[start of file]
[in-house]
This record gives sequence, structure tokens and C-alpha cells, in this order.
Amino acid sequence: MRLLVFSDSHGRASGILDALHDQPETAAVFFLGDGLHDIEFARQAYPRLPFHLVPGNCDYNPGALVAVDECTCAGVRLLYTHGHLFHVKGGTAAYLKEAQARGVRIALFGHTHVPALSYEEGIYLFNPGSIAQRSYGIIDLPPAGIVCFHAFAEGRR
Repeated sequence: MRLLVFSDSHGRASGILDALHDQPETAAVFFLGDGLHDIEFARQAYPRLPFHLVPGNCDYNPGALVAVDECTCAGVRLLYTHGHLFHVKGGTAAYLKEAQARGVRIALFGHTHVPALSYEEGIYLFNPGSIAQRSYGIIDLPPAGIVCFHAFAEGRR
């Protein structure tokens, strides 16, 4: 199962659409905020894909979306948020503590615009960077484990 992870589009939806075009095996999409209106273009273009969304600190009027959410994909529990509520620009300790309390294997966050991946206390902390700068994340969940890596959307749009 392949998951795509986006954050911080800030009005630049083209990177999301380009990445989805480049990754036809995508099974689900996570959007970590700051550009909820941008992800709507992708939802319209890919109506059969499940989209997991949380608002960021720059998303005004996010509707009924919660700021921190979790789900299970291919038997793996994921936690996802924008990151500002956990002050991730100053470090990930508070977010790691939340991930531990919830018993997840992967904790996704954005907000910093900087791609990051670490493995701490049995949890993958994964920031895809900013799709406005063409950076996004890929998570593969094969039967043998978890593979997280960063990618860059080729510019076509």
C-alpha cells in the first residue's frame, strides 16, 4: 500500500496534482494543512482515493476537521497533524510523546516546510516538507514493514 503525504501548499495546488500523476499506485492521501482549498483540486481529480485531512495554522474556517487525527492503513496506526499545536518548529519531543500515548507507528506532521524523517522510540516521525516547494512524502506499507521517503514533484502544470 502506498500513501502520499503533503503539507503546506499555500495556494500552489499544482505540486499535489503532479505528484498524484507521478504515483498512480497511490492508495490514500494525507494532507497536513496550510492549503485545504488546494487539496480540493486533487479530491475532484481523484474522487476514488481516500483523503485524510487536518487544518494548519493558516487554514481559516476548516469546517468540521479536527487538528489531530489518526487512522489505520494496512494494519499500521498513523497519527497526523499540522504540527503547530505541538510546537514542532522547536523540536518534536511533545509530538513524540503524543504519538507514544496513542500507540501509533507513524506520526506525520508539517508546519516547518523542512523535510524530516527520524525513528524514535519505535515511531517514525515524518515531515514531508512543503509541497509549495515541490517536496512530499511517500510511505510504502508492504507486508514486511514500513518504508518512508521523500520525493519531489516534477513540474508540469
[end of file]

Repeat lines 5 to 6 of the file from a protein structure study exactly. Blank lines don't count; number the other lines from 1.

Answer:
């Protein structure tokens, strides 16, 4: 199962659409905020894909979306948020503590615009960077484990 992870589009939806075009095996999409209106273009273009969304600190009027959410994909529990509520620009300790309390294997966050991946206390902390700068994340969940890596959307749009 392949998951795509986006954050911080800030009005630049083209990177999301380009990445989805480049990754036809995508099974689900996570959007970590700051550009909820941008992800709507992708939802319209890919109506059969499940989209997991949380608002960021720059998303005004996010509707009924919660700021921190979790789900299970291919038997793996994921936690996802924008990151500002956990002050991730100053470090990930508070977010790691939340991930531990919830018993997840992967904790996704954005907000910093900087791609990051670490493995701490049995949890993958994964920031895809900013799709406005063409950076996004890929998570593969094969039967043998978890593979997280960063990618860059080729510019076509």
C-alpha cells in the first residue's frame, strides 16, 4: 500500500496534482494543512482515493476537521497533524510523546516546510516538507514493514 503525504501548499495546488500523476499506485492521501482549498483540486481529480485531512495554522474556517487525527492503513496506526499545536518548529519531543500515548507507528506532521524523517522510540516521525516547494512524502506499507521517503514533484502544470 502506498500513501502520499503533503503539507503546506499555500495556494500552489499544482505540486499535489503532479505528484498524484507521478504515483498512480497511490492508495490514500494525507494532507497536513496550510492549503485545504488546494487539496480540493486533487479530491475532484481523484474522487476514488481516500483523503485524510487536518487544518494548519493558516487554514481559516476548516469546517468540521479536527487538528489531530489518526487512522489505520494496512494494519499500521498513523497519527497526523499540522504540527503547530505541538510546537514542532522547536523540536518534536511533545509530538513524540503524543504519538507514544496513542500507540501509533507513524506520526506525520508539517508546519516547518523542512523535510524530516527520524525513528524514535519505535515511531517514525515524518515531515514531508512543503509541497509549495515541490517536496512530499511517500510511505510504502508492504507486508514486511514500513518504508518512508521523500520525493519531489516534477513540474508540469